The unnecessary amounts of phosphorus carried by rainwater from farms to lakes can now be significantly reduced, a new study has revealed.
In a U.S. Department of Agriculture (USDA)-funded study, researchers from Pennsylvania State University (PSU) collaborated with Central Michigan University and Cornell to study the movement of phosphorus from agricultural lands to streams. The results of the study would help the researchers to come up with ways of controlling the runoff of phosphorus.
Phosphorus In Lakes
Crops like soybean and corn benefit from the nutrition provided by phosphorus but excess of it are oftentimes carried by rainwater toward streams and lakes, which can cause water pollution and ecosystem disruption.
Presence of the nutrient is not entirely bad for the aquatic environment. Amounts less than 0.02 parts per million, phosphorus can encourage algal activity. But more than the said amount can force the algae to grow too much. When this happens, the oxygen in the aquatic environment gets depleted rapidly, thus harming the fishes and other flora. Along with the overgrowth is the existence of cyanobacteria that releases toxins and hurt the water supply.
USDA research hydrologist Anthony Buda said that phosphorus from fertilizers and manure often builds up in many agricultural soils. The excess are then lost through microbial activity and other biogeochemical and hydrological influences.
PSU Environmental Engineering professor and lead project director John Regan said their research involves the study of two bacterial groups, the dissimilatory iron-reducing bacteria (DIRB) and polyphosphate accumulating organisms (PAOs), both of which play a huge role in phosphorus retention and movement from the soil to the water.
"Microbes that affect phosphorus mobility are known to exist and are being used in some wastewater treatment plants to reduce the amount of phosphorus in water leaving the plant," said Miranda Stockton, a graduate student of environmental engineering.
The researchers are studying the said microbes in the field at the watershed site in Mahantango Creek operated by the USDA and in the laboratory via soil column testing.
The field monitoring group is observing the effect of microbes on phosphorus movement while in their natural setting, while the laboratory group is conducting experiments by injecting soil columns with a DIRB microbe, Shewanella oneidensis and a PAO microbe.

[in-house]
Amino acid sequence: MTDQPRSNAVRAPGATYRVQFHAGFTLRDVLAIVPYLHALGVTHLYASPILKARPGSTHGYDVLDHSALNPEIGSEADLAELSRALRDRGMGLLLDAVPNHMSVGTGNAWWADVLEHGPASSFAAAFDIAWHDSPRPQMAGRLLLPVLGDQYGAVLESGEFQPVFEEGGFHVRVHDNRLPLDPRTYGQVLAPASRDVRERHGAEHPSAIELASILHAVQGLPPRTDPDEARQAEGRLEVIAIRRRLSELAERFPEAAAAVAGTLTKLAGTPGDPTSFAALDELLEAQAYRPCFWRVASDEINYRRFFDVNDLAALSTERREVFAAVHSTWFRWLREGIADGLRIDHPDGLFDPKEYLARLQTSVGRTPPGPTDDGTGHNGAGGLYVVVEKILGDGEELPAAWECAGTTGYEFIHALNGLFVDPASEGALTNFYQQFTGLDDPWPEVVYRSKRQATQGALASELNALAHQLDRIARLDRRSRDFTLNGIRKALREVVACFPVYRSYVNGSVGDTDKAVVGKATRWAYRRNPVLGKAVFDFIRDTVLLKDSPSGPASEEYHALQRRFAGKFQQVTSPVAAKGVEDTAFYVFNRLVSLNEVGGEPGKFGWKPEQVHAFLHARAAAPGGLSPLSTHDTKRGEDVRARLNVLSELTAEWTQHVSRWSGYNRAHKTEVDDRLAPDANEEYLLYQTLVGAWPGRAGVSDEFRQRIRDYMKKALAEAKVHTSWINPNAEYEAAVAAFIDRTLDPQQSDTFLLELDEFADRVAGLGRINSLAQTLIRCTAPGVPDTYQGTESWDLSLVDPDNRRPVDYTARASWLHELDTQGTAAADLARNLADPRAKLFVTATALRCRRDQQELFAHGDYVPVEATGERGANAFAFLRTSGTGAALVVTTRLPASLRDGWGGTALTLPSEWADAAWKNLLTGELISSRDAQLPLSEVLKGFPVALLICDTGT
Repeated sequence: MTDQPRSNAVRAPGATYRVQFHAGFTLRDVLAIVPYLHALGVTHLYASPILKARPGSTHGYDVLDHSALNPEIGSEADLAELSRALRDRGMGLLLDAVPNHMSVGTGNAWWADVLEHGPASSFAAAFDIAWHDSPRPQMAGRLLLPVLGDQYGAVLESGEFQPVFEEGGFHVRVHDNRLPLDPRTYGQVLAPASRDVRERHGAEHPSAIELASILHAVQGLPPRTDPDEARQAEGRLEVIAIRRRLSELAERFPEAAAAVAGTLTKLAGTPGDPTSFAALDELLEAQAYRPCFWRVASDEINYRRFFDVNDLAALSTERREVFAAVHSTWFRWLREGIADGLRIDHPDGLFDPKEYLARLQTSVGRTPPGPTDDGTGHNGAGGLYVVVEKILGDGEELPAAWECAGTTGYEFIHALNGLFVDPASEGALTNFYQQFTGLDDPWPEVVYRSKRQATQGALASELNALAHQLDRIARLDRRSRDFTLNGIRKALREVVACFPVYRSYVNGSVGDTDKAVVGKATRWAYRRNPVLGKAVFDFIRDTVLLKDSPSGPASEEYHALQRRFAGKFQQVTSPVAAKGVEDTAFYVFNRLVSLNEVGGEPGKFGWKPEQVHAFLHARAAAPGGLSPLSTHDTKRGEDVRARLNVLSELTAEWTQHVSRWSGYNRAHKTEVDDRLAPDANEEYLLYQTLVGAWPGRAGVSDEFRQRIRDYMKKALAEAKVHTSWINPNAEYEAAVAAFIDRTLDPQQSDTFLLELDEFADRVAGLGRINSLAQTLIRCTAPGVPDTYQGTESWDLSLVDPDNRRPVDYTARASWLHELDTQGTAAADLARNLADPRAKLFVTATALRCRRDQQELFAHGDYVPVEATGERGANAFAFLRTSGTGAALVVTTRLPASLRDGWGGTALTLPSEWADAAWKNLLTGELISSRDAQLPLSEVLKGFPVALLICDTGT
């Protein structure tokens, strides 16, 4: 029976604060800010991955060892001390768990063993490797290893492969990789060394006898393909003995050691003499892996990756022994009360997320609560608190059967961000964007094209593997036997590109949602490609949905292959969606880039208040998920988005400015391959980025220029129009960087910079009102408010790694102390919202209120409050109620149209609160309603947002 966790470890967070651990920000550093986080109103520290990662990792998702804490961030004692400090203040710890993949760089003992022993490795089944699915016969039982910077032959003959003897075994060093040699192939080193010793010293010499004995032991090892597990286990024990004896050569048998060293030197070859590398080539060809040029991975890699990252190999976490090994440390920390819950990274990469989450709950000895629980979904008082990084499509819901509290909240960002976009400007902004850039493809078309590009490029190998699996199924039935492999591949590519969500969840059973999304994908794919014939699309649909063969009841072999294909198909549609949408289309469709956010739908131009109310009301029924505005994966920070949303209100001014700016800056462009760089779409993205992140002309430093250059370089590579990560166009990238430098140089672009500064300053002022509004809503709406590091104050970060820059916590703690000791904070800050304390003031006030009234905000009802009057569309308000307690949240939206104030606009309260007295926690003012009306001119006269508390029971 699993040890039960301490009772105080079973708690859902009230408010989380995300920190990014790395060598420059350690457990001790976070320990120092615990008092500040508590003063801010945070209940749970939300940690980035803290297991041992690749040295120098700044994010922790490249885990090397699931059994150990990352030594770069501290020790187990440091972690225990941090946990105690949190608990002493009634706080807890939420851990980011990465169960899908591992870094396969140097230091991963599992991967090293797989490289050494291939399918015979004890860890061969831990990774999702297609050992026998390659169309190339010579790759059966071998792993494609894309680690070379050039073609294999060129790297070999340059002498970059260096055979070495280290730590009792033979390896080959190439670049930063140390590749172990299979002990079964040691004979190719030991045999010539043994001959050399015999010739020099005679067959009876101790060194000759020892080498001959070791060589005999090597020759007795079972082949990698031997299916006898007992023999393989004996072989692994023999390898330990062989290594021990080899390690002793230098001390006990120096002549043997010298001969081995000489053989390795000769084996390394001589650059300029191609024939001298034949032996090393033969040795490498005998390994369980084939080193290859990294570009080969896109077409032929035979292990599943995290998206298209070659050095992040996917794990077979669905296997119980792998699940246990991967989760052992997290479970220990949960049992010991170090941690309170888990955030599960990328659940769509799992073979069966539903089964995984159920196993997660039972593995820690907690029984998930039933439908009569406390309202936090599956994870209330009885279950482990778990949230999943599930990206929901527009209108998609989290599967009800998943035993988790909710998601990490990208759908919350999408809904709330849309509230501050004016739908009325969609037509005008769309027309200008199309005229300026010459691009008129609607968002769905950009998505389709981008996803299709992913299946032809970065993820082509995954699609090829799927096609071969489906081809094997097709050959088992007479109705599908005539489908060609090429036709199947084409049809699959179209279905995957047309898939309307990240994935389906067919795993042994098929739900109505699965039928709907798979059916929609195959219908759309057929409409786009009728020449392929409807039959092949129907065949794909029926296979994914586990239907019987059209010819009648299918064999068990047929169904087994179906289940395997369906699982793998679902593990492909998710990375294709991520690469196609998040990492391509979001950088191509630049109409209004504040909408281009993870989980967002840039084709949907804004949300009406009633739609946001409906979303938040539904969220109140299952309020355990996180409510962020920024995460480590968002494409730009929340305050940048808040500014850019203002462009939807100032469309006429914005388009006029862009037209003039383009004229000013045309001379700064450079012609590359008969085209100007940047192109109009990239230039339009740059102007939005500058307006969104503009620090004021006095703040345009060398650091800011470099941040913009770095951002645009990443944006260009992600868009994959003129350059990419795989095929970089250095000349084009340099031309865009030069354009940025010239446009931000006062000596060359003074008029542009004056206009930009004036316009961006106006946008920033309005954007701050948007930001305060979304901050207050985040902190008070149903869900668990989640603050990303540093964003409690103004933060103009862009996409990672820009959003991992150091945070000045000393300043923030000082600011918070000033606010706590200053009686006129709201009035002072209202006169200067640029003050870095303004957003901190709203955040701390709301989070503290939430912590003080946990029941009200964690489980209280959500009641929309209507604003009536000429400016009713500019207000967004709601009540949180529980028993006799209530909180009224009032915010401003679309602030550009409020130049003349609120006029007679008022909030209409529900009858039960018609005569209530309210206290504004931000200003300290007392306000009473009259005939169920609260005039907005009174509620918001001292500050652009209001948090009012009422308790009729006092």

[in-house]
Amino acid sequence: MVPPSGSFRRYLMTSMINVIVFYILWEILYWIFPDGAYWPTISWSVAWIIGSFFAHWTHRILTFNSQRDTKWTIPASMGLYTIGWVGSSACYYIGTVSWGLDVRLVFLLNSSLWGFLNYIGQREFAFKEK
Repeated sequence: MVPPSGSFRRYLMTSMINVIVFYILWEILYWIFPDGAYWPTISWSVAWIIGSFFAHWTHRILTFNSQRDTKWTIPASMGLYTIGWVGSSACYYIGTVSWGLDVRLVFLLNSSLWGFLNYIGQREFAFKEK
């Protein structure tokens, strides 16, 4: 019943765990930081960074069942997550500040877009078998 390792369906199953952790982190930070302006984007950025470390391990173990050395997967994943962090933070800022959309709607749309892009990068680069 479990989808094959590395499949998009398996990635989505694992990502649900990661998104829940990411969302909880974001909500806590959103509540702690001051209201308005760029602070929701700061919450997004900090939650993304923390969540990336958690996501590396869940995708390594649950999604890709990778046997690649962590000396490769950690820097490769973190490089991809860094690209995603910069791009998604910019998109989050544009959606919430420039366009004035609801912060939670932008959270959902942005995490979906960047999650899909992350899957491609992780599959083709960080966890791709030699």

Postdoctoral researcher Claudia Rojas said the separate laboratory monitoring is necessary to help them understand the behavior of the microbes in relation to phosphorus cycling while in a controlled setting.
DIRBs And PAOs
DIRBs releases phosphorus by breathing through iron. Regan explained that as the soil gets abundant amounts of water, the level of oxygen is reduced. Through the iron in the soil, these bacteria encourage mobility of phosphorus by releasing it.
PAOs, on the other hand, stores high amount of the phosphorus in their cells, break it up and release phosphate. When the water in the soil has enough water and oxygen, PAOs store the phosphorus — only releasing it when there is oxygen reduction.
Lakes with high levels of phosphorus, a biofilm forms on the stream floor and in that film are many bacteria that undergo daily gain and loss of oxygen.
"We are looking to see if there are microbes in the biofilm that can take up and release phosphorus under these cyclic conditions," said Regan. "So far, we've found that there are lots of PAOs there."
The researchers are now working on expounding the roles of these microbes, the process they undergo to assists phosphorus cycling and how much of the phosphorus is altered along with bacterial growth.
As soon as the research concludes, the scientists would be able to efficiently map out the watersheds and control excessive amounts of phosphorus in lakes.